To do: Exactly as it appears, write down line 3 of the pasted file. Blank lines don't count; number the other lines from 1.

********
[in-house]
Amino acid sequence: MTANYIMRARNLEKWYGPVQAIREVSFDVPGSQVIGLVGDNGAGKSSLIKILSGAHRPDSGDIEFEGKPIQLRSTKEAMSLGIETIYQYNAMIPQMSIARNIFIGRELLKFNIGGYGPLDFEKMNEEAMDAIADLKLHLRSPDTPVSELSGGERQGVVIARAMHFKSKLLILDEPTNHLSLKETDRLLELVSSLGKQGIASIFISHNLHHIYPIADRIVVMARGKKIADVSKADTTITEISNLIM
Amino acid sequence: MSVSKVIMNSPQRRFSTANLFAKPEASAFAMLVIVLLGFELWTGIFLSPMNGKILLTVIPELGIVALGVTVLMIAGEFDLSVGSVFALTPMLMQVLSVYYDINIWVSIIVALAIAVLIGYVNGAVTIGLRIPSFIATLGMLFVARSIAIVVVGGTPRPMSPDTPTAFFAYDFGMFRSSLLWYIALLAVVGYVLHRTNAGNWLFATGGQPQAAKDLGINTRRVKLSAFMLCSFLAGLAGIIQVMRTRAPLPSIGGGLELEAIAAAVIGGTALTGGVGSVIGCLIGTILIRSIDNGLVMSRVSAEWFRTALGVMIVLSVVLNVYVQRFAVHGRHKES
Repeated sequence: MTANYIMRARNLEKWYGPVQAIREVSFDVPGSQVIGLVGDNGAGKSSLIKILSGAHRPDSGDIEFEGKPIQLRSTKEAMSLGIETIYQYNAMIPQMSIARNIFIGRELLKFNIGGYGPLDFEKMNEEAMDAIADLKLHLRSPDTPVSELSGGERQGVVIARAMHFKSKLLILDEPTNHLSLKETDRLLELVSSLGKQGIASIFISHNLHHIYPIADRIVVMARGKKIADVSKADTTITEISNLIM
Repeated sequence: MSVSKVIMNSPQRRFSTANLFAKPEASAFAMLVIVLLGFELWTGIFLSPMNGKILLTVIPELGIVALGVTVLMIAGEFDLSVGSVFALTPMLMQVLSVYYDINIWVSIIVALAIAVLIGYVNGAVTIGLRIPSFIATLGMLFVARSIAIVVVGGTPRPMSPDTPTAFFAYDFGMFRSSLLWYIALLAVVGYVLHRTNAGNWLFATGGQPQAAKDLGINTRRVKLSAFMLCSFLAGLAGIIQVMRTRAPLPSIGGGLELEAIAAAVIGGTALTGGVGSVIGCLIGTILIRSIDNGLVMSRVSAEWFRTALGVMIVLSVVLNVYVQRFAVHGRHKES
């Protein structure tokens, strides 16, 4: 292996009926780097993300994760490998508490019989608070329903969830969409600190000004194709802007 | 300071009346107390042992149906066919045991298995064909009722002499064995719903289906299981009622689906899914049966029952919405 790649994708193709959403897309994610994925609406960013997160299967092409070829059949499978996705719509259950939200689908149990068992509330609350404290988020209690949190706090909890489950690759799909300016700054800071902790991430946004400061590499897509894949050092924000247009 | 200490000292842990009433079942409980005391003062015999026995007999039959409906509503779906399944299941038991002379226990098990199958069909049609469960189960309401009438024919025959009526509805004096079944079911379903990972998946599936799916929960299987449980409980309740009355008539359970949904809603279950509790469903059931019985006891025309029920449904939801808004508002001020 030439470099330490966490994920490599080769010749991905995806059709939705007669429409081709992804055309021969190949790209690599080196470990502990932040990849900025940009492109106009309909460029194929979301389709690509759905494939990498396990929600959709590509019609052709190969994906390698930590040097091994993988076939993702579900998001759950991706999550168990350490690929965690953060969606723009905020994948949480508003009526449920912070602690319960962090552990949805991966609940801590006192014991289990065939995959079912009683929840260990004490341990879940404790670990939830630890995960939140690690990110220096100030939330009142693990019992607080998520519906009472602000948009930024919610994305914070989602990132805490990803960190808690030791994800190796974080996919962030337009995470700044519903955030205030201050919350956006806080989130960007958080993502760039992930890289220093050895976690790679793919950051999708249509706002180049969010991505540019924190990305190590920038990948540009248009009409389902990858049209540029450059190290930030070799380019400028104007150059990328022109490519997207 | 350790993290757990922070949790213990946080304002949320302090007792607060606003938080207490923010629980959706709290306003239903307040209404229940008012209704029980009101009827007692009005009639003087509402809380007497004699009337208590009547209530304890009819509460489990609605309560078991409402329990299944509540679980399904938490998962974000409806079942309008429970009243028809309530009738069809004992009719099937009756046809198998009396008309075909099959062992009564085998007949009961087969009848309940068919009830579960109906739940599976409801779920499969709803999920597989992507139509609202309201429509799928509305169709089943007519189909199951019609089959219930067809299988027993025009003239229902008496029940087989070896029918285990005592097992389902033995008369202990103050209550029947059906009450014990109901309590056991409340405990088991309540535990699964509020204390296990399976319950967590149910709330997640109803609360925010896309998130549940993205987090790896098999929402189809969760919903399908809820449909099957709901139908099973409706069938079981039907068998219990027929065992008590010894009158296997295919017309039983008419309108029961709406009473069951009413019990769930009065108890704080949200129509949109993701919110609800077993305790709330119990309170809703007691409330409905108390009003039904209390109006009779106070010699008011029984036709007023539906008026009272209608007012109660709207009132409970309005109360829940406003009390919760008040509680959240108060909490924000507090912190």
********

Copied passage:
Amino acid sequence: MSVSKVIMNSPQRRFSTANLFAKPEASAFAMLVIVLLGFELWTGIFLSPMNGKILLTVIPELGIVALGVTVLMIAGEFDLSVGSVFALTPMLMQVLSVYYDINIWVSIIVALAIAVLIGYVNGAVTIGLRIPSFIATLGMLFVARSIAIVVVGGTPRPMSPDTPTAFFAYDFGMFRSSLLWYIALLAVVGYVLHRTNAGNWLFATGGQPQAAKDLGINTRRVKLSAFMLCSFLAGLAGIIQVMRTRAPLPSIGGGLELEAIAAAVIGGTALTGGVGSVIGCLIGTILIRSIDNGLVMSRVSAEWFRTALGVMIVLSVVLNVYVQRFAVHGRHKES